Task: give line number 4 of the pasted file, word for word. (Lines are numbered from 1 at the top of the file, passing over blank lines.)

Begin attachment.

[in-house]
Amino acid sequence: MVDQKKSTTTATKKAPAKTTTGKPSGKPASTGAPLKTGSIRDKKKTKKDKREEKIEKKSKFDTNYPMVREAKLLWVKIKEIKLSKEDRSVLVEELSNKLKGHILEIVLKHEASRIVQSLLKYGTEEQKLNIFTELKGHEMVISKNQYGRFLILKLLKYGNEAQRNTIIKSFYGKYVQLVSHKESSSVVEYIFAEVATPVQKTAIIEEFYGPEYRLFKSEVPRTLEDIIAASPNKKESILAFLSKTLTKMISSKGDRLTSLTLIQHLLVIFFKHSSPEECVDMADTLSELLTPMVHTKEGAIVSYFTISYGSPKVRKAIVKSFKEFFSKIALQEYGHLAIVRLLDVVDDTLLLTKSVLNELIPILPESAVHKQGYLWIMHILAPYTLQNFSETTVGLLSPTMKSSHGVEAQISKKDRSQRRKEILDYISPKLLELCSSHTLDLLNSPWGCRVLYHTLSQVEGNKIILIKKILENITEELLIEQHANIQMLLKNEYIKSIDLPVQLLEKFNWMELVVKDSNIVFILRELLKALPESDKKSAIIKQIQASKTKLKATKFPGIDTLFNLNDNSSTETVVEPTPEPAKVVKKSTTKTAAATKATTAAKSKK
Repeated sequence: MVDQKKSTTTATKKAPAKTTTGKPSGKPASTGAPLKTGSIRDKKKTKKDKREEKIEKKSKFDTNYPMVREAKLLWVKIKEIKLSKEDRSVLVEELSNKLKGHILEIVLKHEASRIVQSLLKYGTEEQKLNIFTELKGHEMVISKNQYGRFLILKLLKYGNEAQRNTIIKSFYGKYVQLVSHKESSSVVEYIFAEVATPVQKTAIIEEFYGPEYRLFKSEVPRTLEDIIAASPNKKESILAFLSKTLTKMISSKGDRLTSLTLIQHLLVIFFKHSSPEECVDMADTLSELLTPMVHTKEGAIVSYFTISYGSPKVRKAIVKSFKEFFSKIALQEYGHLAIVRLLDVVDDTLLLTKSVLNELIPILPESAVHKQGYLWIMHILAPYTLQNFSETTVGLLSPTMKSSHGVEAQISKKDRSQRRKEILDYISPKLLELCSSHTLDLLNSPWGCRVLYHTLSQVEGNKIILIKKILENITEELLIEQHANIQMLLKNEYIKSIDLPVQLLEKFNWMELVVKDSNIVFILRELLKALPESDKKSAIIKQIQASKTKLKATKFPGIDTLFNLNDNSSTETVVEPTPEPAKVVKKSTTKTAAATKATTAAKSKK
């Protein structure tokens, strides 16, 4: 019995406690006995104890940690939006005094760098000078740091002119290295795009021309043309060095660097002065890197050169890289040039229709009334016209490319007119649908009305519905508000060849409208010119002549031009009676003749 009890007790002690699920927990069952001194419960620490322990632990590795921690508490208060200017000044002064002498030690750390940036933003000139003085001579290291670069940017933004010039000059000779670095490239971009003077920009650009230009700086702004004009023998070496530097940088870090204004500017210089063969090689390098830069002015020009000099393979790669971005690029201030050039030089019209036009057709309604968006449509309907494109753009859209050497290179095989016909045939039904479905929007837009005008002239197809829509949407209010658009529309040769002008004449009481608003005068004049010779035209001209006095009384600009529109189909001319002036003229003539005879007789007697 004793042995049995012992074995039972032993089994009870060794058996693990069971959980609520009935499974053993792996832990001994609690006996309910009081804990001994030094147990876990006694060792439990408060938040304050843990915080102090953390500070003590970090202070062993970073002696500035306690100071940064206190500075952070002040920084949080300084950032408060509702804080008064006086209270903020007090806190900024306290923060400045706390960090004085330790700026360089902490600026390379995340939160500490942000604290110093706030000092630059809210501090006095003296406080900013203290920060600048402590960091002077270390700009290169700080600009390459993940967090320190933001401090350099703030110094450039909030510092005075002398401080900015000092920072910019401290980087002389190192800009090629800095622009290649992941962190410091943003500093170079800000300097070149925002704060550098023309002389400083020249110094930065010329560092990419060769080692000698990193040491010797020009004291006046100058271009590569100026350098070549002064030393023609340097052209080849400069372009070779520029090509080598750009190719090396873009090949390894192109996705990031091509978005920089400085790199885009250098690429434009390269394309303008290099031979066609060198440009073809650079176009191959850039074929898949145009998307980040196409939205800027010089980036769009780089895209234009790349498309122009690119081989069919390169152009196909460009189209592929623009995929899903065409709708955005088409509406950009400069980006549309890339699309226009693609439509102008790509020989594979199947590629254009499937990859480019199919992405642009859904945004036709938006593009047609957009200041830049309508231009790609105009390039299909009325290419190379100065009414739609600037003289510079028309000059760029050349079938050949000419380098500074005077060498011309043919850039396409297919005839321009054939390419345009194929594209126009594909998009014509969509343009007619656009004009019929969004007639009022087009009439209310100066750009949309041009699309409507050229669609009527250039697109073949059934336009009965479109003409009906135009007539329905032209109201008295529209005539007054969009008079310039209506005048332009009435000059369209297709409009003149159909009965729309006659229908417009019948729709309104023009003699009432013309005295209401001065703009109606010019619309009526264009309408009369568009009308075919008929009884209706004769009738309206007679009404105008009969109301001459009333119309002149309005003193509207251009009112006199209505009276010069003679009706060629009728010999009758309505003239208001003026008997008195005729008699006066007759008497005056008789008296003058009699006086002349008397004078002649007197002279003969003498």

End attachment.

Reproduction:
């Protein structure tokens, strides 16, 4: 019995406690006995104890940690939006005094760098000078740091002119290295795009021309043309060095660097002065890197050169890289040039229709009334016209490319007119649908009305519905508000060849409208010119002549031009009676003749 009890007790002690699920927990069952001194419960620490322990632990590795921690508490208060200017000044002064002498030690750390940036933003000139003085001579290291670069940017933004010039000059000779670095490239971009003077920009650009230009700086702004004009023998070496530097940088870090204004500017210089063969090689390098830069002015020009000099393979790669971005690029201030050039030089019209036009057709309604968006449509309907494109753009859209050497290179095989016909045939039904479905929007837009005008002239197809829509949407209010658009529309040769002008004449009481608003005068004049010779035209001209006095009384600009529109189909001319002036003229003539005879007789007697 004793042995049995012992074995039972032993089994009870060794058996693990069971959980609520009935499974053993792996832990001994609690006996309910009081804990001994030094147990876990006694060792439990408060938040304050843990915080102090953390500070003590970090202070062993970073002696500035306690100071940064206190500075952070002040920084949080300084950032408060509702804080008064006086209270903020007090806190900024306290923060400045706390960090004085330790700026360089902490600026390379995340939160500490942000604290110093706030000092630059809210501090006095003296406080900013203290920060600048402590960091002077270390700009290169700080600009390459993940967090320190933001401090350099703030110094450039909030510092005075002398401080900015000092920072910019401290980087002389190192800009090629800095622009290649992941962190410091943003500093170079800000300097070149925002704060550098023309002389400083020249110094930065010329560092990419060769080692000698990193040491010797020009004291006046100058271009590569100026350098070549002064030393023609340097052209080849400069372009070779520029090509080598750009190719090396873009090949390894192109996705990031091509978005920089400085790199885009250098690429434009390269394309303008290099031979066609060198440009073809650079176009191959850039074929898949145009998307980040196409939205800027010089980036769009780089895209234009790349498309122009690119081989069919390169152009196909460009189209592929623009995929899903065409709708955005088409509406950009400069980006549309890339699309226009693609439509102008790509020989594979199947590629254009499937990859480019199919992405642009859904945004036709938006593009047609957009200041830049309508231009790609105009390039299909009325290419190379100065009414739609600037003289510079028309000059760029050349079938050949000419380098500074005077060498011309043919850039396409297919005839321009054939390419345009194929594209126009594909998009014509969509343009007619656009004009019929969004007639009022087009009439209310100066750009949309041009699309409507050229669609009527250039697109073949059934336009009965479109003409009906135009007539329905032209109201008295529209005539007054969009008079310039209506005048332009009435000059369209297709409009003149159909009965729309006659229908417009019948729709309104023009003699009432013309005295209401001065703009109606010019619309009526264009309408009369568009009308075919008929009884209706004769009738309206007679009404105008009969109301001459009333119309002149309005003193509207251009009112006199209505009276010069003679009706060629009728010999009758309505003239208001003026008997008195005729008699006066007759008497005056008789008296003058009699006086002349008397004078002649007197002279003969003498």